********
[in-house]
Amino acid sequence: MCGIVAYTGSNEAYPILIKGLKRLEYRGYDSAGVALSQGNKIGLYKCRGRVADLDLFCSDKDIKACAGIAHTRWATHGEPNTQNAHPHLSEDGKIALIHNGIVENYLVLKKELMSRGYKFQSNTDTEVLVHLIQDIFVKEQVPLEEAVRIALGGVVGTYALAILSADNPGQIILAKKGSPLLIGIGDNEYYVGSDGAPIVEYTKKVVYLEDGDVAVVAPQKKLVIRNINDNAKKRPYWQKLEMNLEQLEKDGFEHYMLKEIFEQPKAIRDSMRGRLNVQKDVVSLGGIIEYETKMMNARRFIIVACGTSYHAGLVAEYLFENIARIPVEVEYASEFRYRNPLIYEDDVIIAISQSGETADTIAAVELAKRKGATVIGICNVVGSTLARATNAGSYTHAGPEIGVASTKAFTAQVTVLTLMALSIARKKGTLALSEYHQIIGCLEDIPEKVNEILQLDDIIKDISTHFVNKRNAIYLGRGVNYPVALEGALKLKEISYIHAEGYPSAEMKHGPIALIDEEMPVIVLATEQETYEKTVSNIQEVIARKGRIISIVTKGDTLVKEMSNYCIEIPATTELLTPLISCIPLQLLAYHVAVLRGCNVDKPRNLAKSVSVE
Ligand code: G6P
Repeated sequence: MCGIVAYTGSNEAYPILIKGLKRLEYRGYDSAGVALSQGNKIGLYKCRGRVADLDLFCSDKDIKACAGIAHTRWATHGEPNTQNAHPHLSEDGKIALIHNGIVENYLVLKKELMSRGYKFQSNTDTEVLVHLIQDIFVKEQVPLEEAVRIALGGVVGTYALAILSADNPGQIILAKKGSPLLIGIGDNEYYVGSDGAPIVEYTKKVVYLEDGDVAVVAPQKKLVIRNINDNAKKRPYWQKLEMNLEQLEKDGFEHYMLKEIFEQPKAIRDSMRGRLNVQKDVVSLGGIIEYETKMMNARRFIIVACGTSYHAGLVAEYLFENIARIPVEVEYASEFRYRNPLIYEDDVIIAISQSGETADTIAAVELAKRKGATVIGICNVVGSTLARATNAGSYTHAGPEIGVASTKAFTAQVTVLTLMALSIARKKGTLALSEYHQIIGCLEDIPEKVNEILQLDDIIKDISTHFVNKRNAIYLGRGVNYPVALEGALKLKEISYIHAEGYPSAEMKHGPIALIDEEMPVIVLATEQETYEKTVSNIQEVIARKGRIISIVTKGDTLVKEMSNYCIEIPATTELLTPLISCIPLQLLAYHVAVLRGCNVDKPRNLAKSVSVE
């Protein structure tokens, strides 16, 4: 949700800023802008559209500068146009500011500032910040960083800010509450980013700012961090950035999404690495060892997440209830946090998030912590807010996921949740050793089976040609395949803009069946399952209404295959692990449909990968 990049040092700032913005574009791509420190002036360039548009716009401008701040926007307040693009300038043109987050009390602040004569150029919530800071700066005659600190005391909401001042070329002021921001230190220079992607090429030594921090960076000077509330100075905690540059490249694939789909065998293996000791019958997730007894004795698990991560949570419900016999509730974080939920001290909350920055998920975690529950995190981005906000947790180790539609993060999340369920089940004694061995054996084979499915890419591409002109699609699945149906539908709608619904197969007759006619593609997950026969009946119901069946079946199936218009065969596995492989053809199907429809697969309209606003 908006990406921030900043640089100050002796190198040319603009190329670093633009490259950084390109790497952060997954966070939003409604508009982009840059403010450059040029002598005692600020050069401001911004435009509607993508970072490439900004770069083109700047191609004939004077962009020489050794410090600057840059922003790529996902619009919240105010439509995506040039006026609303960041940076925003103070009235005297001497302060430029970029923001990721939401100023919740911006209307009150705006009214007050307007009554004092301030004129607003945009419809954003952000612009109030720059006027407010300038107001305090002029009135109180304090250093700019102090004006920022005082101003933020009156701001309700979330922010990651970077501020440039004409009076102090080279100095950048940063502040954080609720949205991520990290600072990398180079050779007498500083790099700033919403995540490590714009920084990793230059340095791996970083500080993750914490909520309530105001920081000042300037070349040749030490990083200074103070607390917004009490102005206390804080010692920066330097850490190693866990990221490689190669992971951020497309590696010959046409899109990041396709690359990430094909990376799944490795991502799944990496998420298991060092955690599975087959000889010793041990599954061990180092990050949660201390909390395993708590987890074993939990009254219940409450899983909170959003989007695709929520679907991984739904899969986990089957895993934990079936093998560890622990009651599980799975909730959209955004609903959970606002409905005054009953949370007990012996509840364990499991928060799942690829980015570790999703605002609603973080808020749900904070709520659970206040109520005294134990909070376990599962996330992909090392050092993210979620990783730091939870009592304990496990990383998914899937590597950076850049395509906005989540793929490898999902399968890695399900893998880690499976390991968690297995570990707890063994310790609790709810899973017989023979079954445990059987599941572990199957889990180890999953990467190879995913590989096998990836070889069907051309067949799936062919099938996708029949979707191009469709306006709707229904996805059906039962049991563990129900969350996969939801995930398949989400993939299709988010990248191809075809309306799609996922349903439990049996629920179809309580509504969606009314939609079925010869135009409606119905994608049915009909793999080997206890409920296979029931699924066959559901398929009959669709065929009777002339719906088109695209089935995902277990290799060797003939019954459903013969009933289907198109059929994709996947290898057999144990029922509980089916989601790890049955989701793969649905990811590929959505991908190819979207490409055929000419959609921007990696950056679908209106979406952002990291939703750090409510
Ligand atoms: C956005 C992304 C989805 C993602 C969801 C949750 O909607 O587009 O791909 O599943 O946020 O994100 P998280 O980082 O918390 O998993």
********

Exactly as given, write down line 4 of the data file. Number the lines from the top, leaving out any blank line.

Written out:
Repeated sequence: MCGIVAYTGSNEAYPILIKGLKRLEYRGYDSAGVALSQGNKIGLYKCRGRVADLDLFCSDKDIKACAGIAHTRWATHGEPNTQNAHPHLSEDGKIALIHNGIVENYLVLKKELMSRGYKFQSNTDTEVLVHLIQDIFVKEQVPLEEAVRIALGGVVGTYALAILSADNPGQIILAKKGSPLLIGIGDNEYYVGSDGAPIVEYTKKVVYLEDGDVAVVAPQKKLVIRNINDNAKKRPYWQKLEMNLEQLEKDGFEHYMLKEIFEQPKAIRDSMRGRLNVQKDVVSLGGIIEYETKMMNARRFIIVACGTSYHAGLVAEYLFENIARIPVEVEYASEFRYRNPLIYEDDVIIAISQSGETADTIAAVELAKRKGATVIGICNVVGSTLARATNAGSYTHAGPEIGVASTKAFTAQVTVLTLMALSIARKKGTLALSEYHQIIGCLEDIPEKVNEILQLDDIIKDISTHFVNKRNAIYLGRGVNYPVALEGALKLKEISYIHAEGYPSAEMKHGPIALIDEEMPVIVLATEQETYEKTVSNIQEVIARKGRIISIVTKGDTLVKEMSNYCIEIPATTELLTPLISCIPLQLLAYHVAVLRGCNVDKPRNLAKSVSVE